From Apples to Ice Cream: Friendship Blossoms in Unlikely Place
It’s 1:45 pm on a Thursday afternoon and Mr. Shelly Martin, 79, is patiently sitting in the warm lobby of Friendship Terrace, a senior living community in Northwest, DC that he’s called home for almost 20 years.
After a few minutes, in walks his visitor. They greet each other like old friends and immediately pick up a conversation. It’s obvious the two have a practiced rhythm and routine, as they catch up and chat about anything and everything from family stories to the Power Ball lottery. From an outsider’s perspective, you’d never guess the visitor is Michele McNally, an Iona volunteer, and that she and Mr. Martin have known each other for just over a year.
Michele has been a volunteer for Iona on-and-off for nearly 10 years. Through the years, she’s helped clean older adults’ homes and even do laundry. Currently, she assists Iona’s nutrition team by providing administrative support to our home-delivered meals program. And, every other week, Michele goes grocery shopping with Mr. Martin.
Time Flies By
Talking as they navigate the seemingly endless store, it’s easy to see the care and genuine interest between Michele and Mr. Martin. For both of them, it’s much more than groceries. “Sometimes, we might just have two things on our shopping lists,” says Michele. “But, we spend most of the time chatting. He’s very easy to talk to.”
That becomes obvious as Mr. Martin, a true conversationalist, shares tales of his days growing up in New York. He speaks slowly — but deliberately — with a slight, Brooklyn accent, and Michele learns that he used to play the trumpet. He was an insurance salesman. He helped his father with photography. It’s easy to get lost in the conversation and forget all about their main task. In fact, practically two hours fly by as the duo weave in and out through aisles of colorful packaging and frozen meals, occasionally stopping to grab something from their list.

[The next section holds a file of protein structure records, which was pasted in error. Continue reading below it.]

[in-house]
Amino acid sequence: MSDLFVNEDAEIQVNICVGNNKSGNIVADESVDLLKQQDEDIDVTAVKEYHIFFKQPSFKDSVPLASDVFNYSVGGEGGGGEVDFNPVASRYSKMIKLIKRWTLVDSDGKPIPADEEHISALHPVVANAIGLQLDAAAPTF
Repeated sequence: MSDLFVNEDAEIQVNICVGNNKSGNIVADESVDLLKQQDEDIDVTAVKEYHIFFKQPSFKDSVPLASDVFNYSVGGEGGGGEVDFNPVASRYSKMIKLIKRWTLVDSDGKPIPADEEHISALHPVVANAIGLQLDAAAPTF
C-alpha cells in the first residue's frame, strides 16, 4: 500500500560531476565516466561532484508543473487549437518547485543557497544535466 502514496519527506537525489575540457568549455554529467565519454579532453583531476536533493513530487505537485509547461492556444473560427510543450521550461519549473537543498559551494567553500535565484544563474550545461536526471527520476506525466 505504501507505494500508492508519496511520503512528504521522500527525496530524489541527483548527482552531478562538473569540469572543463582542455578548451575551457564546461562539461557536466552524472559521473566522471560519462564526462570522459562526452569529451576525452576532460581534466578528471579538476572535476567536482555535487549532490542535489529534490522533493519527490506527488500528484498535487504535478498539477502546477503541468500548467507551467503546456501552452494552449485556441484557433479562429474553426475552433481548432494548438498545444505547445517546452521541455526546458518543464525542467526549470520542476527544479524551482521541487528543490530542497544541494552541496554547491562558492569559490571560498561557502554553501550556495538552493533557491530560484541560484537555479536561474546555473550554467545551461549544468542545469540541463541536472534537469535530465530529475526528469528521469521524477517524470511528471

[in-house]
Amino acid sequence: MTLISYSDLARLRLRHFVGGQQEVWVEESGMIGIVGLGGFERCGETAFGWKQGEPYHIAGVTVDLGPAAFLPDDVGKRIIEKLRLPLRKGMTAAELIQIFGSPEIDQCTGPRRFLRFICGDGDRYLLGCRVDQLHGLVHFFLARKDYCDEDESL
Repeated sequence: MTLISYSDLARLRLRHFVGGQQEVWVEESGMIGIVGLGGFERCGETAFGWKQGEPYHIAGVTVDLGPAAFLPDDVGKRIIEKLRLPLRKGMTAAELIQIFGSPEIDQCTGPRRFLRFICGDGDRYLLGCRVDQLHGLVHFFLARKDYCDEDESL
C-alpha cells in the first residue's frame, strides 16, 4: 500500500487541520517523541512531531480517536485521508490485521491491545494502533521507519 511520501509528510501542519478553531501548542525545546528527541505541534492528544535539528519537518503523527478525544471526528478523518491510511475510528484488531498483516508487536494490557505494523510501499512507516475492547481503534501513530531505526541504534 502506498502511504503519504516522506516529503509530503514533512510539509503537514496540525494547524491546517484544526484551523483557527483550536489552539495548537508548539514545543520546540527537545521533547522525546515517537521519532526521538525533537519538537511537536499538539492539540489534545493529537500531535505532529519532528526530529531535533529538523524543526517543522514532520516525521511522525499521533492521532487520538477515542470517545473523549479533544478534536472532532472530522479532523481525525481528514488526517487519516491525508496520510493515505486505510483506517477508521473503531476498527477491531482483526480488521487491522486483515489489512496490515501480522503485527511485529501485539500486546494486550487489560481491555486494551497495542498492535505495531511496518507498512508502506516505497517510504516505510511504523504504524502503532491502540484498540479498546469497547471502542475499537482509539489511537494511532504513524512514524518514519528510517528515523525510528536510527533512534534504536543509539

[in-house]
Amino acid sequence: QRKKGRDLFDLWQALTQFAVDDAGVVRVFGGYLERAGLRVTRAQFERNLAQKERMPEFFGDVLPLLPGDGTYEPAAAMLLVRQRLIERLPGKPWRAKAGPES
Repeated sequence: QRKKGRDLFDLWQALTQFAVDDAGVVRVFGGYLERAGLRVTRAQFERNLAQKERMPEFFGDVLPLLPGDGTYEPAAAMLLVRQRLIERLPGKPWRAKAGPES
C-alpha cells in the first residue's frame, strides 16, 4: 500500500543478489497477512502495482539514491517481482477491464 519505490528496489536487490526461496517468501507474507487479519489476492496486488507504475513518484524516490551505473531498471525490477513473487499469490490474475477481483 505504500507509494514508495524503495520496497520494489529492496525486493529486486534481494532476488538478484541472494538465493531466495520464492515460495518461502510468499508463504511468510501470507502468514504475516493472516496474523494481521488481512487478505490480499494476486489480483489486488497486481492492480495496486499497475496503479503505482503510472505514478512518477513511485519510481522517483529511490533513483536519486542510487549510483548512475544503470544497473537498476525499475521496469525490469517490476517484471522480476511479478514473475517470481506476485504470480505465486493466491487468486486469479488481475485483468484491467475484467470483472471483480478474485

A Way to Connect
For Michele, the errand serves as a way to give back and connect with a new community. “We’re all going to age,” she says. “And, I think there can be a lot of loneliness and isolation that comes with that.”
Being able to support an older population is also important because her own family is back in Minnesota. Visiting Mr. Martin, then, “is a little bit of a way to connect to that family aspect,” Michele explains.
As they part ways, it’s easy to see the outing is important to Mr. Martin, too. With a twinkle in his blue eyes, he says goodbye. Like always, Michele replies, “Until next time, Mr. Martin.”